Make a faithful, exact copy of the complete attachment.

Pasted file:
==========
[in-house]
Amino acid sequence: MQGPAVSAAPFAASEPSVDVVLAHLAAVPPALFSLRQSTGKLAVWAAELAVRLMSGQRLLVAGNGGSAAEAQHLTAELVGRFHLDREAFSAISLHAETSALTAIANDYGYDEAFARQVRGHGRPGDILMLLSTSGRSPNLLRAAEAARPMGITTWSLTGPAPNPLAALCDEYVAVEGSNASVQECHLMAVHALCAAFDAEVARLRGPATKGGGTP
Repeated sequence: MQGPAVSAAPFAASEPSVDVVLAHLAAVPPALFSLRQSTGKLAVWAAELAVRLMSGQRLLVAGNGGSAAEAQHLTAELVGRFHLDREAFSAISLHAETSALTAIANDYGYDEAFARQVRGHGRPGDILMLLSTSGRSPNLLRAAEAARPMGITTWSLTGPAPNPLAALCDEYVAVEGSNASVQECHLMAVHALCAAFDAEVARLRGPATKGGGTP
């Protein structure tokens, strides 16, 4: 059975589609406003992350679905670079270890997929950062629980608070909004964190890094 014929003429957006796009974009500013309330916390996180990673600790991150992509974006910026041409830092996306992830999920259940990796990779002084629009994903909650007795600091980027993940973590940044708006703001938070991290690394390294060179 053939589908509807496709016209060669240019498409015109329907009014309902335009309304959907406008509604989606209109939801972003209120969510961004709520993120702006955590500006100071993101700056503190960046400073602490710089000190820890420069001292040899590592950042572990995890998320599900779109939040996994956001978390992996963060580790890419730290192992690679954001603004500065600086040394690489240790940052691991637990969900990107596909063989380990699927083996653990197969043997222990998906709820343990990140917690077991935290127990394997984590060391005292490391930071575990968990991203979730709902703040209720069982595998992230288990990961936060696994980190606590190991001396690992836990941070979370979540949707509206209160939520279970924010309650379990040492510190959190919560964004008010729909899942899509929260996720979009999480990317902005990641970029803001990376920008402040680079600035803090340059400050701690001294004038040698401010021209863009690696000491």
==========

[in-house]
Amino acid sequence: MQGPAVSAAPFAASEPSVDVVLAHLAAVPPALFSLRQSTGKLAVWAAELAVRLMSGQRLLVAGNGGSAAEAQHLTAELVGRFHLDREAFSAISLHAETSALTAIANDYGYDEAFARQVRGHGRPGDILMLLSTSGRSPNLLRAAEAARPMGITTWSLTGPAPNPLAALCDEYVAVEGSNASVQECHLMAVHALCAAFDAEVARLRGPATKGGGTP
Repeated sequence: MQGPAVSAAPFAASEPSVDVVLAHLAAVPPALFSLRQSTGKLAVWAAELAVRLMSGQRLLVAGNGGSAAEAQHLTAELVGRFHLDREAFSAISLHAETSALTAIANDYGYDEAFARQVRGHGRPGDILMLLSTSGRSPNLLRAAEAARPMGITTWSLTGPAPNPLAALCDEYVAVEGSNASVQECHLMAVHALCAAFDAEVARLRGPATKGGGTP
């Protein structure tokens, strides 16, 4: 059975589609406003992350679905670079270890997929950062629980608070909004964190890094 014929003429957006796009974009500013309330916390996180990673600790991150992509974006910026041409830092996306992830999920259940990796990779002084629009994903909650007795600091980027993940973590940044708006703001938070991290690394390294060179 053939589908509807496709016209060669240019498409015109329907009014309902335009309304959907406008509604989606209109939801972003209120969510961004709520993120702006955590500006100071993101700056503190960046400073602490710089000190820890420069001292040899590592950042572990995890998320599900779109939040996994956001978390992996963060580790890419730290192992690679954001603004500065600086040394690489240790940052691991637990969900990107596909063989380990699927083996653990197969043997222990998906709820343990990140917690077991935290127990394997984590060391005292490391930071575990968990991203979730709902703040209720069982595998992230288990990961936060696994980190606590190991001396690992836990941070979370979540949707509206209160939520279970924010309650379990040492510190959190919560964004008010729909899942899509929260996720979009999480990317902005990641970029803001990376920008402040680079600035803090340059400050701690001294004038040698401010021209863009690696000491």